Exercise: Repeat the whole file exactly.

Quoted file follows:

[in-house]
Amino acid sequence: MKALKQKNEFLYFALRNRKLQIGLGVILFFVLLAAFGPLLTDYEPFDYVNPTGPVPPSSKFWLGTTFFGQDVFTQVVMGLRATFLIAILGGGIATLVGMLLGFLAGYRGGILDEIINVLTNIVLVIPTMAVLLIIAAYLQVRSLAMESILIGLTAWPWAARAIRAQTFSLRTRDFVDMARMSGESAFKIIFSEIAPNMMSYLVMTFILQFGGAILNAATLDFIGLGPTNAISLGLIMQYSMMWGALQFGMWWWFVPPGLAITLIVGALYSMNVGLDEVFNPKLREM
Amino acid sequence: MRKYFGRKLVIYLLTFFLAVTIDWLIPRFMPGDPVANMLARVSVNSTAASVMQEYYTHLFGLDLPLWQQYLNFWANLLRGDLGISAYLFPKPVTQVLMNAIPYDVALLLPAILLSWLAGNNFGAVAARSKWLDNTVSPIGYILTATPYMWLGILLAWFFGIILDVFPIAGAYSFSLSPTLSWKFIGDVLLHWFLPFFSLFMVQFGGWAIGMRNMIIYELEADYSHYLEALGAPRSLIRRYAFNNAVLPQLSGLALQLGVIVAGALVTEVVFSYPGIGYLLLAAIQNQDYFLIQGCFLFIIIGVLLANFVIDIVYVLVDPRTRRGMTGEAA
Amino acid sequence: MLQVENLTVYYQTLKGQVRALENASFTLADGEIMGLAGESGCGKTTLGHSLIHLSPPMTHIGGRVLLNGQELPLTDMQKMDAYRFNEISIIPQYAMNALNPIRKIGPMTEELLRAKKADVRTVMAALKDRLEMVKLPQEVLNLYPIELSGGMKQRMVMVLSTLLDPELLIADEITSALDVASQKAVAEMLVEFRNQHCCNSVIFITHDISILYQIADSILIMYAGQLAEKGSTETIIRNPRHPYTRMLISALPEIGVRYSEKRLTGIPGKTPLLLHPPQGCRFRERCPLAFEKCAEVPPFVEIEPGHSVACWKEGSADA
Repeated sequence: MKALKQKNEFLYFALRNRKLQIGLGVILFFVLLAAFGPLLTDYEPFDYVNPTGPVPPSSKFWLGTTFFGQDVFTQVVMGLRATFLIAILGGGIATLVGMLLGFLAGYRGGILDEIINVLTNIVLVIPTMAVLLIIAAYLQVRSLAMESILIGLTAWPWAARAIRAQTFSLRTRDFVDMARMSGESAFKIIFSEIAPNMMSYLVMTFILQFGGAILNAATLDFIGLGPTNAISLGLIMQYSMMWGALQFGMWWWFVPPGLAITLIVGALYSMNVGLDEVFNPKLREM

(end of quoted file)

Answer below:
[in-house]
Amino acid sequence: MKALKQKNEFLYFALRNRKLQIGLGVILFFVLLAAFGPLLTDYEPFDYVNPTGPVPPSSKFWLGTTFFGQDVFTQVVMGLRATFLIAILGGGIATLVGMLLGFLAGYRGGILDEIINVLTNIVLVIPTMAVLLIIAAYLQVRSLAMESILIGLTAWPWAARAIRAQTFSLRTRDFVDMARMSGESAFKIIFSEIAPNMMSYLVMTFILQFGGAILNAATLDFIGLGPTNAISLGLIMQYSMMWGALQFGMWWWFVPPGLAITLIVGALYSMNVGLDEVFNPKLREM
Amino acid sequence: MRKYFGRKLVIYLLTFFLAVTIDWLIPRFMPGDPVANMLARVSVNSTAASVMQEYYTHLFGLDLPLWQQYLNFWANLLRGDLGISAYLFPKPVTQVLMNAIPYDVALLLPAILLSWLAGNNFGAVAARSKWLDNTVSPIGYILTATPYMWLGILLAWFFGIILDVFPIAGAYSFSLSPTLSWKFIGDVLLHWFLPFFSLFMVQFGGWAIGMRNMIIYELEADYSHYLEALGAPRSLIRRYAFNNAVLPQLSGLALQLGVIVAGALVTEVVFSYPGIGYLLLAAIQNQDYFLIQGCFLFIIIGVLLANFVIDIVYVLVDPRTRRGMTGEAA
Amino acid sequence: MLQVENLTVYYQTLKGQVRALENASFTLADGEIMGLAGESGCGKTTLGHSLIHLSPPMTHIGGRVLLNGQELPLTDMQKMDAYRFNEISIIPQYAMNALNPIRKIGPMTEELLRAKKADVRTVMAALKDRLEMVKLPQEVLNLYPIELSGGMKQRMVMVLSTLLDPELLIADEITSALDVASQKAVAEMLVEFRNQHCCNSVIFITHDISILYQIADSILIMYAGQLAEKGSTETIIRNPRHPYTRMLISALPEIGVRYSEKRLTGIPGKTPLLLHPPQGCRFRERCPLAFEKCAEVPPFVEIEPGHSVACWKEGSADA
Repeated sequence: MKALKQKNEFLYFALRNRKLQIGLGVILFFVLLAAFGPLLTDYEPFDYVNPTGPVPPSSKFWLGTTFFGQDVFTQVVMGLRATFLIAILGGGIATLVGMLLGFLAGYRGGILDEIINVLTNIVLVIPTMAVLLIIAAYLQVRSLAMESILIGLTAWPWAARAIRAQTFSLRTRDFVDMARMSGESAFKIIFSEIAPNMMSYLVMTFILQFGGAILNAATLDFIGLGPTNAISLGLIMQYSMMWGALQFGMWWWFVPPGLAITLIVGALYSMNVGLDEVFNPKLREM